Ponzi bust? Millions recovered from the accounts linked to Chenge and Exclusive Empowerment
Advice saves investor from suspected ponzi scheme
A would-be investor’s small but niggling doubt about a tempting investment offer in an empowerment company lead to the recovery of about R10m collected as part of a suspected ponzi scheme with offices in Pietermaritzburg that was also marketed elsewhere.
An office worker was offered a R240,000 return over two years — or 116% a year — if he invested just R65,000 in an empowerment deal that would provide money for a logistics company. The man was given brochures offering him the investment in Exclusive Empowerment Holdings, which would invest in trucks and trailers for transport company Chenge Logistics.
If he invested as much as R300,000, he could earn a R1.08m return after two years — a 114% return, the brochure said. The man was tempted to resign and cash in his pension to invest, but fortunately he checked with a financial adviser before doing so.
It wasn’t the first time staff at the adviser’s practice had heard about the amazing returns the companies were offering. One knew of a policeman who was also planning to cash in his pension to invest in the scheme. The adviser was immediately suspicious, recognising that the returns were ridiculously high and knowing that transport businesses are experiencing tough times.
Shares in investments listed on the JSE as represented by the all-share index have returned just 5.8% a year over the past five years, and 12.6% over the past 10 years, according to the latest Old Mutual Long-Term Perspectives.
Unlisted investments should give a higher return because of the increased risk, but the investment in the empowerment company was offering 116% a year, without a business case to support how it would achieve such spectacular returns.
Ponzi schemes typically use the money they collect to pay some returns to investors in the initial stages in an attempt to show the scheme is legitimate, but later as participants in the scheme grow, returns falter and later investors are not able to recover any of their capital.
The adviser alerted the Financial Services Conduct Authority (FSCA), which did some mystery shopping and was also offered the investment range that included a R20,000 a month return for two years on a R130,000 investment; and R40,000 a month for two years on a R260,000 investment.
Brandon Topham, the FSCA’s new divisional executive for investigation and enforcement, says the investments were a financial service but Nzimakwe Cedric Mzamo, the sole director of Chenge, and Eric Kusakusa Phoswa, the director at Exclusive Empowerment, did not have licences from the FSCA to provide financial services, nor to collect deposits from the public.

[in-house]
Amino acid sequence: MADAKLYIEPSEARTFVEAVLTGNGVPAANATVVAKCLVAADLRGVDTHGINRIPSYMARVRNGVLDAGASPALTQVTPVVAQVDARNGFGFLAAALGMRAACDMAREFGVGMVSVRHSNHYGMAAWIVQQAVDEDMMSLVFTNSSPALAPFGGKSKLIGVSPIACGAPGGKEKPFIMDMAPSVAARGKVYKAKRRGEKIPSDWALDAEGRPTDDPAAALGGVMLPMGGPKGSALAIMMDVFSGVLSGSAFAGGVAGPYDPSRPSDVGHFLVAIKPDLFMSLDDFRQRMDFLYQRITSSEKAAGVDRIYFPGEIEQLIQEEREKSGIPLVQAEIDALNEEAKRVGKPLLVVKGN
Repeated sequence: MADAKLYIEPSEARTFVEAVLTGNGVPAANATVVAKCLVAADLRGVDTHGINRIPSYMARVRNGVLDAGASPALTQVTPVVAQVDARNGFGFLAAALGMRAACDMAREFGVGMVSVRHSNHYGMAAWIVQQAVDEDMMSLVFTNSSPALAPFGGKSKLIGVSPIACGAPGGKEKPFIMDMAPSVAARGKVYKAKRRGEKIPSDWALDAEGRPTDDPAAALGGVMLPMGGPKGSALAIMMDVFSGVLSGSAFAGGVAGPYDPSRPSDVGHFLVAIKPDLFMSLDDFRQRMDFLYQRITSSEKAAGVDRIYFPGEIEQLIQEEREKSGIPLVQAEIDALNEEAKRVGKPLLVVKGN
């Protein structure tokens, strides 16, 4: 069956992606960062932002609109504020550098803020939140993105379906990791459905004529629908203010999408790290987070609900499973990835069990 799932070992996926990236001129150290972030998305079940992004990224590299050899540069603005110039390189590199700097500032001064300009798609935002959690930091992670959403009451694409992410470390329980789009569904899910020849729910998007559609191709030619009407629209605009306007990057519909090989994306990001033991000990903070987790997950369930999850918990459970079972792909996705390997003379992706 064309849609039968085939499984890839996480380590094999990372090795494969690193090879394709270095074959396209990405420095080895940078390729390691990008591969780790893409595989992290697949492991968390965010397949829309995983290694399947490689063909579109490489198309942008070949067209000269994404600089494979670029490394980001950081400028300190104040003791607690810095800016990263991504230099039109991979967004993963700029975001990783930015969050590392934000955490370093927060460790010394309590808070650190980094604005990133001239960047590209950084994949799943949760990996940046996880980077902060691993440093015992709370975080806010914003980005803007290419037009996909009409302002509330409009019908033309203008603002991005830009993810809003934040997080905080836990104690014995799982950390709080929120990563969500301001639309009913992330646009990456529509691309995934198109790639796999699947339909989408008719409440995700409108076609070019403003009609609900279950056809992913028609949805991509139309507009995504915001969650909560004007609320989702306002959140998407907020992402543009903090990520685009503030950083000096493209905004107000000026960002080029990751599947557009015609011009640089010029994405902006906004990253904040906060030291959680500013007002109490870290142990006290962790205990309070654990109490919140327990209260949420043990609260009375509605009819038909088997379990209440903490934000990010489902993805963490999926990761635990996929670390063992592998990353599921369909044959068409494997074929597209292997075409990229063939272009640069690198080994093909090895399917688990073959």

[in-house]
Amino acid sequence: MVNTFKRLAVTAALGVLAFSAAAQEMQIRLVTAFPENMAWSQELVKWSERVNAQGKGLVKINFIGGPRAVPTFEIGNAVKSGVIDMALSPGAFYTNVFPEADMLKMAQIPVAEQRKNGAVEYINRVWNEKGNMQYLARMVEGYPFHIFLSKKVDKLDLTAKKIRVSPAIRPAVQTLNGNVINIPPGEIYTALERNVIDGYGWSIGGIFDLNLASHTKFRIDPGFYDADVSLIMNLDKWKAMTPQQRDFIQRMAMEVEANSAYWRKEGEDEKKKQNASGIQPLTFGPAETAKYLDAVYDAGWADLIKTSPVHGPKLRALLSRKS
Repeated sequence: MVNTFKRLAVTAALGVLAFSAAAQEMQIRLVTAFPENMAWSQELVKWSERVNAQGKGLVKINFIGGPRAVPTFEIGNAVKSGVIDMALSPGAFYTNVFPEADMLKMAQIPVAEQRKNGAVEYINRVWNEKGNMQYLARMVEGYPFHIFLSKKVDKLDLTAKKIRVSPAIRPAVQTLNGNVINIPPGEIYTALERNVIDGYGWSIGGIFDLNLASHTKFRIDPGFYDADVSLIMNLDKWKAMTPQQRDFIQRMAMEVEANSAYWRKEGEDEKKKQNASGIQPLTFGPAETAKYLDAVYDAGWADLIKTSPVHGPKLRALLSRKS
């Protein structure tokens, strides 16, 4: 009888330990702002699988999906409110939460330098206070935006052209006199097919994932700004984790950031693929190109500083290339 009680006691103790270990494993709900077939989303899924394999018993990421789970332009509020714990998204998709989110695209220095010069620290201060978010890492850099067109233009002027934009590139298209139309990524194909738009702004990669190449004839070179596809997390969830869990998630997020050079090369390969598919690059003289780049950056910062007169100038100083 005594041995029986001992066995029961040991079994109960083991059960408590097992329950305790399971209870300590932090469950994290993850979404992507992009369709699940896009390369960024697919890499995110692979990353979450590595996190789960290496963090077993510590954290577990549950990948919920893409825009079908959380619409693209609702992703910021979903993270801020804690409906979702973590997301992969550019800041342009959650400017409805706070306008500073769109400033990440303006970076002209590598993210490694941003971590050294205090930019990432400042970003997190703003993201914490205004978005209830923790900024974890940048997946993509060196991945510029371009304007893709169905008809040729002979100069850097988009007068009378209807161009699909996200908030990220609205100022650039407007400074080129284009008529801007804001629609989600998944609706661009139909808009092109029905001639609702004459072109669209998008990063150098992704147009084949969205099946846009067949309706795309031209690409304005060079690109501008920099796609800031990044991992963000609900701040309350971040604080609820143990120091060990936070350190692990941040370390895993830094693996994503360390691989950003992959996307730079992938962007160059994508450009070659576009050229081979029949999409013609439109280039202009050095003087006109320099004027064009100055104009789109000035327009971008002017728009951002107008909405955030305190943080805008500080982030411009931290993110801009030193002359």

It wasn’t long before the FSCA had persuaded a judge to give them a search and seizure warrant and within days of hearing about the scheme it raided the premises in Redlands Estate in Pietermaritzburg.
Topham says the initial investigation led it to believe there was a high likelihood that the scheme was a fraudulent one. “They were not investing in what they said they were,” he says.
The FSCA convinced the Financial Intelligence Centre (FIC) to freeze the various bank accounts of the entities and the individuals. Topham can’t confirm the amount involved but says he believes they caught the scheme early, just as it was starting to take off, noting the companies were set up in May last year and started taking in investments in October.
The financial adviser believes about R10m was recovered from the accounts linked to Chenge and Exclusive Empowerment because the regulator acted within days of receiving information.
Topham says the FSCA also recently did a search and seizure on a scheme running in Stellenbosch, but the scheme had been running for nine years and very little was recovered. The FSCA is now communicating with the Asset Forfeiture Unit to obtain a permanent forfeiture order and is also working with the South African Police Services on criminal prosecution.
Ponzi schemes are outlawed in terms of the Consumer Protection Act, which is regulated by the National Consumer Commission and the National Consumer Tribunal. But schemes have, in the past, often flourished for years and caused losses of millions of rands for thousands of people.
When they involve selling a financial service or giving advice, however, the FSCA can get involved. Topham says the FSCA is a new regulator with a new investigation and enforcement division that can act in its own right rather than wait for the instructions from other divisions. It has hired Topham, an accountant, lawyer and former MP, and doubled the number of staff in the unit under its predecessor, the Financial Services Board.